As far as African (especially West African) countries go, Ghana is doing pretty well. It was the first African country to declare independence from European colonisation. It is one of the stablest countries and largest economies in Africa and has possibly the best healthcare system on the continent. Ghana has large natural resources of three coveted goods – gold, diamonds and oil – as well as many other minerals. It is also major producer of cocoa. Traditionally clothing design has been very important in Ghana, including printed adinkra symbols and kente, a hand-woven fabric in which different colors have different meanings. Music, dance, film, literature and sports, especially football, are also important forms of culture.
The Ghanaian cuisine has quite a decent amount of variation. For example, most dishes have a staple starch with a protein-containing sauce or soup, but instead of the usual 1-2 staple starches, there is a whole handful: cassava, plantain, sorghum, millet, yam, taro and (fermented) corn dough/porridge. Rice and wheat are gaining popularity, including the almost pan-African jollof rice. Beans can stand for both protein and starch. Popular vegetables include eggplant, onions, sweet potato, spinach, okra, tomato, mallow leaves and taro leaves. Many types of meat, fish and seafood are used, as well as eggs. Mushrooms, pumpkin seeds, tigernuts, peanuts and palm nuts also feature in many dishes. Palm oil is used plentifully, giving many dishes a red hue, though some foods get their redness from chili. The variety of spices is quite large, too, including ashanti pepper, ginger, garlic, bay leaf, basil, thyme and nutmeg. Street food is very popular.
There is also a wide variety of popular Ghanaian drinks, both alcoholic and non-alcoholic. Puha is made from tamarind, for most of us probably more familiar from Indian and other Asian cooking. I chose this recipe because I wanted to use one of my new favorite spices, cubeb pepper. The original recipe has ashanti pepper, which I’ve been unable to find (heck, I even went to “Africatown” when I was in Brussels mostly for that, and still no luck), but cubeb pepper is supposed to be quite similar. I don’t know what exactly ashanti is like, but cubeb is lovely, it’s like nutmeg and black pepper married eucalyptus and the aroma really goes into your sinuses. Here, though, it’s mostly a hint, so you can substitute black pepper like the original recipe suggests, though it won’t be the same. Peculiarly, some places listed 2 tbsp of ashanti, while others hand 1/2 tsp. That’s only 12x difference… I went with 1/2 tsp, 2 tbsp might be pushing.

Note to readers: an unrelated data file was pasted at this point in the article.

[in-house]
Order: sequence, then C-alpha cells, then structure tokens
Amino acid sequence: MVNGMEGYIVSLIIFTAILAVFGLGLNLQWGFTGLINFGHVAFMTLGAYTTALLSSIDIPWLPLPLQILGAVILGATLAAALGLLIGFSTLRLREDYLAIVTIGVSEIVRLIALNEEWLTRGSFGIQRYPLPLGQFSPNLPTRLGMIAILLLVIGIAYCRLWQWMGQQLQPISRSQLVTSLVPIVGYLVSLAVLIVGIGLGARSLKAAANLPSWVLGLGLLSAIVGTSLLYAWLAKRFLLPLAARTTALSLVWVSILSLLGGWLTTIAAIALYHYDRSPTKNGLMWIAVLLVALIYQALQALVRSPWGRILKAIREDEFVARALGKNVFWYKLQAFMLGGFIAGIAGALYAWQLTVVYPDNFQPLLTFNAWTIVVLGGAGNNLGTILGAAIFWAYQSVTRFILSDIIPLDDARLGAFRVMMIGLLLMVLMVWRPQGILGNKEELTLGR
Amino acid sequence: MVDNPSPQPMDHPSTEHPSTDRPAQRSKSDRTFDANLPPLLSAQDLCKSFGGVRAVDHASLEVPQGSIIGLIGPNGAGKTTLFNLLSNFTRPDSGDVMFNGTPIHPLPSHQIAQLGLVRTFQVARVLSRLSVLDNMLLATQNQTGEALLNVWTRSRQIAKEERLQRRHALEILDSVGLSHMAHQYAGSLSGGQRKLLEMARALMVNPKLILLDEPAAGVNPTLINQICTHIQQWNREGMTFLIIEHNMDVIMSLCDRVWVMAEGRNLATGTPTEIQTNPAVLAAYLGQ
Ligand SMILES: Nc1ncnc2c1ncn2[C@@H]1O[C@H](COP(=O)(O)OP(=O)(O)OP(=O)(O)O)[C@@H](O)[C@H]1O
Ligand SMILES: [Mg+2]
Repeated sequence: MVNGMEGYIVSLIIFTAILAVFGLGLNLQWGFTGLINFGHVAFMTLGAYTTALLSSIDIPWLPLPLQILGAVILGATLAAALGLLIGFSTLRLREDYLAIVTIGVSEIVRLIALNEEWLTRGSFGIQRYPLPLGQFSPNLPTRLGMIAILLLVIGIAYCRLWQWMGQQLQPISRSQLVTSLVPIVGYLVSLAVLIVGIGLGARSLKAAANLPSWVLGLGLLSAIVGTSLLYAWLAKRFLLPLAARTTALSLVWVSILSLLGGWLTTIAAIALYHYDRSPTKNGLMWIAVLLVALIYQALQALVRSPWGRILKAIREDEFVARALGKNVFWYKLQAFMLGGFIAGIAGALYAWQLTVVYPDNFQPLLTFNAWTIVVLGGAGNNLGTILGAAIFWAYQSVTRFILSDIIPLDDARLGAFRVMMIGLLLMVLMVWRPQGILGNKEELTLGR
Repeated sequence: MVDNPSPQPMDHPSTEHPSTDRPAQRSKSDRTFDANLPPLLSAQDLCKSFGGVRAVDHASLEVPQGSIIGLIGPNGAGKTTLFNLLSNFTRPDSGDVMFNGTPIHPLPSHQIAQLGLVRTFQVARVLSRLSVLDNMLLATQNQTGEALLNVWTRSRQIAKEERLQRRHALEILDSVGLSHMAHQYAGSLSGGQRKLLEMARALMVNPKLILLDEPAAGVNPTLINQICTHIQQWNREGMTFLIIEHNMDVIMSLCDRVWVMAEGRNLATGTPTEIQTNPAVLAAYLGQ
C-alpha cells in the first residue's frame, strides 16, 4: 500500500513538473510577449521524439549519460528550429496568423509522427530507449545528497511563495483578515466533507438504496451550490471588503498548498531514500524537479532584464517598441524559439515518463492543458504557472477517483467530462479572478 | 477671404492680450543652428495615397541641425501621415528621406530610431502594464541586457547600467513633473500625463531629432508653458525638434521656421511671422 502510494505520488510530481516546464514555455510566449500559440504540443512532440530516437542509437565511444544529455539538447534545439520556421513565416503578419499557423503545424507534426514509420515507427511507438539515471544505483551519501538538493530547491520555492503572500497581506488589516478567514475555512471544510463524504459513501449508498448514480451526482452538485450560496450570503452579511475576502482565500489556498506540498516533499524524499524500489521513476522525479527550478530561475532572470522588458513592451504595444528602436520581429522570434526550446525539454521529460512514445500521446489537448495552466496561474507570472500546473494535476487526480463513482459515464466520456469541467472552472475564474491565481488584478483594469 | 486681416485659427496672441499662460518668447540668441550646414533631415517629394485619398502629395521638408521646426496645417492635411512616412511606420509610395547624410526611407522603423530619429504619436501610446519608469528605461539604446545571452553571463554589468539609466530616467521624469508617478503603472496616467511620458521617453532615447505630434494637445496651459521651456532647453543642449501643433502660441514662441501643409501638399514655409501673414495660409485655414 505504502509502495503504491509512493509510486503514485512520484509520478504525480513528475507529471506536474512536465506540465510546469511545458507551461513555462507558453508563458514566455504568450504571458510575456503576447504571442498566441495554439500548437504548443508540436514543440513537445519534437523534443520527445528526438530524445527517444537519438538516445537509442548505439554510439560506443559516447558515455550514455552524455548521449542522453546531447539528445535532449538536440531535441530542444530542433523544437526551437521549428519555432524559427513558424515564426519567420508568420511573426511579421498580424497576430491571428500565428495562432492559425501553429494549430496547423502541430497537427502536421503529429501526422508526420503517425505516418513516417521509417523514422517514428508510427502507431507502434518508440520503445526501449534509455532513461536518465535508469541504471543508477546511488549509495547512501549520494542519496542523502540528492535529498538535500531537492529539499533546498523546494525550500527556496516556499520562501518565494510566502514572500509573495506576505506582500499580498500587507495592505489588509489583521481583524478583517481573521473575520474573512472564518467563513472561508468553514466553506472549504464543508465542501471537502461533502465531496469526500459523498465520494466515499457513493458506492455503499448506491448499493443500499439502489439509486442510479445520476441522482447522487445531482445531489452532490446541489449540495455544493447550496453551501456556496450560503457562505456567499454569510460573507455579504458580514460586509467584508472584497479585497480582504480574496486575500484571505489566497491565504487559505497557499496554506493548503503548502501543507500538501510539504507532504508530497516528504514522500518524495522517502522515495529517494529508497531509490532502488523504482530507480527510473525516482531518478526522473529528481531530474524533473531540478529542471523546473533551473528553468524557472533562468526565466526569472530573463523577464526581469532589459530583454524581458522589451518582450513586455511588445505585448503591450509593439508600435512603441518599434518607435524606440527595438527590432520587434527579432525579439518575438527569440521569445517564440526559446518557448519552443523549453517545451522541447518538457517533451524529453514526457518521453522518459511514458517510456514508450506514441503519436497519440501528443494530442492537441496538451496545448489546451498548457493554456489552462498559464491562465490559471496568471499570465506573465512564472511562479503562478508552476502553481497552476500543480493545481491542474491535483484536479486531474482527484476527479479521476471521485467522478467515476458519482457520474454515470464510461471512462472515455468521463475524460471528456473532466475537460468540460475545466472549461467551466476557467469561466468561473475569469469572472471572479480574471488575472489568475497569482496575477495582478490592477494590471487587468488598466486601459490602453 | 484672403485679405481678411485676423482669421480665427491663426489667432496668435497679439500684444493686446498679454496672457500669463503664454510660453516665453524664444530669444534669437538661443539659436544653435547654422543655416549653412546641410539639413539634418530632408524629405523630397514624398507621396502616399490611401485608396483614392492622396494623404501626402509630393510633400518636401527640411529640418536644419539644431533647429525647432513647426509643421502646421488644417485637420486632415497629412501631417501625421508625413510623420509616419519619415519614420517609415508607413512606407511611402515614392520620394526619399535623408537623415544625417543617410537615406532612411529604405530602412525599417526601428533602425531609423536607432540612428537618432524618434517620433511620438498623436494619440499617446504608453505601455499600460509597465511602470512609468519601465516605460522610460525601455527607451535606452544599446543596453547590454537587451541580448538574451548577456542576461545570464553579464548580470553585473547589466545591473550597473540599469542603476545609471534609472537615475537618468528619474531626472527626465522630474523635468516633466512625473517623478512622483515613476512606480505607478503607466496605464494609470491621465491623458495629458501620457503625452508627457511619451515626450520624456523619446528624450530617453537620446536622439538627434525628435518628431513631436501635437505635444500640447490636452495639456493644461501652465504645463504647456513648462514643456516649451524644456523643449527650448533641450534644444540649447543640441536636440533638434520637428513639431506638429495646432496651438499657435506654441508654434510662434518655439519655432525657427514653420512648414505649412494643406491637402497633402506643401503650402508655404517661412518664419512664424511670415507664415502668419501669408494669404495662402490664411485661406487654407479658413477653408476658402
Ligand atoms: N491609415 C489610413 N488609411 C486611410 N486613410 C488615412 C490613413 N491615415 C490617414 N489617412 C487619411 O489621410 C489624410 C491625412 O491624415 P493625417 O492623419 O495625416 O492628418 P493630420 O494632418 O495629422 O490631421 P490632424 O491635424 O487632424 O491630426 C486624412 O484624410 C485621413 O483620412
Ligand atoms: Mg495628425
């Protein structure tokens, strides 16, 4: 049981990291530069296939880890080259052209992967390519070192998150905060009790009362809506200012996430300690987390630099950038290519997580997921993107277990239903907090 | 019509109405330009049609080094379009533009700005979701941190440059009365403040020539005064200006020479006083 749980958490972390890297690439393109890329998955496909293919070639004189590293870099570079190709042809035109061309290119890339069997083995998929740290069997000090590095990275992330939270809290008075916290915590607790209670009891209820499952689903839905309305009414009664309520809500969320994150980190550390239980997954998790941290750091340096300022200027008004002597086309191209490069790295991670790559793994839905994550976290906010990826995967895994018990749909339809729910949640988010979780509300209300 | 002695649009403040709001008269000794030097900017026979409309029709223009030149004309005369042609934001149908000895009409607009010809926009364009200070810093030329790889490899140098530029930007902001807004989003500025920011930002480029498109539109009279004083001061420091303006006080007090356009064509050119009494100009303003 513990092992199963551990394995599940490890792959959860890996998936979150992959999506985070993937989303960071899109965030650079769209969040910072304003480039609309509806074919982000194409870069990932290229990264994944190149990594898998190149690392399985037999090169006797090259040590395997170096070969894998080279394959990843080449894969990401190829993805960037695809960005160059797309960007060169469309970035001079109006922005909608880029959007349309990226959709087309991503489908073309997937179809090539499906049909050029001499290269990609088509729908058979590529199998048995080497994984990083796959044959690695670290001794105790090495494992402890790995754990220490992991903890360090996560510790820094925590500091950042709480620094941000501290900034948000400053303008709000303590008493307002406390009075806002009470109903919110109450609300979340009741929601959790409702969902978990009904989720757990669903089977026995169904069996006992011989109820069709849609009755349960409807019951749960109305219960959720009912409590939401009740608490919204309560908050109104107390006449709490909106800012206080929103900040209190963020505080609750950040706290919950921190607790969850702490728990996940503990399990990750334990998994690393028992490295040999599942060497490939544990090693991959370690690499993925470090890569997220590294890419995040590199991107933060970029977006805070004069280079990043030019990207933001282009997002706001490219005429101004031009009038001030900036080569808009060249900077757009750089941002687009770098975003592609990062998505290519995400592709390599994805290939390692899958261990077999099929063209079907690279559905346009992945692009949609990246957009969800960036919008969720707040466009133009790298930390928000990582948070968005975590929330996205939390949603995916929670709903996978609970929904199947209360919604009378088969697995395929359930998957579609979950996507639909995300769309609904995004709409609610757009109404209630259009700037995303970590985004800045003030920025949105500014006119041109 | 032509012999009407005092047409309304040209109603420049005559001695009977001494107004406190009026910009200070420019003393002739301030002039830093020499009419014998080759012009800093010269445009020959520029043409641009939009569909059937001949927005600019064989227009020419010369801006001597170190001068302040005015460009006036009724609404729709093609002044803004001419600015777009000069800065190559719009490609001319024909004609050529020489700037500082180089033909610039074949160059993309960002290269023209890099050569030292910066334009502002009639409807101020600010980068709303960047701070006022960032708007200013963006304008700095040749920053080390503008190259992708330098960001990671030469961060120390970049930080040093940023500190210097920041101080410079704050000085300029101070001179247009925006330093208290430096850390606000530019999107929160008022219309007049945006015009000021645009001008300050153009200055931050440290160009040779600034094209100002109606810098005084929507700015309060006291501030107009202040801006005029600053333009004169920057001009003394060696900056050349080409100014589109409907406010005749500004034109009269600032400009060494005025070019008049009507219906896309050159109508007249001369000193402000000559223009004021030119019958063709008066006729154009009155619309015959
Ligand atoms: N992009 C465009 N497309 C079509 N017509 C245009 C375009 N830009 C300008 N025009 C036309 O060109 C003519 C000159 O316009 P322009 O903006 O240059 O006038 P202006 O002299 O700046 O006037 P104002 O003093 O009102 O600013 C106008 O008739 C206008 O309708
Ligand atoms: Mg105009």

I was surprised by how tasty this is. If you dilute it with soda water, it tastes like a pretty normal soft drink, in a good way. Almost but not quite entirely unlike certain multinational carbonated drinks. You can use erythritol, stevia and other non-sugar sweeteners, though they may affect how long the drink keeps in the fridge. Pure stevia might be pushing it, as the recipe calls for a lot of sugar (because tamarind is very tart).
4 cups/1 l water
4 oz/120 g packaged unsalted tamarind
0.5 tsp powdered cloves
2 tbsp Ashanti pepper aka guinea pepper (or cubeb pepper) or 1/2 tsp black peppercorns
2-3 inches fresh ginger, peeled and grated
2 cups/4.8 dl sugar
Toast the peppers on a dry pan until fragrant. Grind the pepper in a mortar or otherwise (e.g. with a hammer), it’s fairly easy.
Bring the water to boil and stir in the sugar until dissolved. Mix in the tamarind and spices. If it’s a sticky block try to break it apart a bit. Let brew for an hour. Strain.
Serve cold, diluting before use at about 1:1 (preferably with soda water), or as you prefer it.
Note: Don’t use metallic bowls or containers for the tamarind, since it’s so acidic.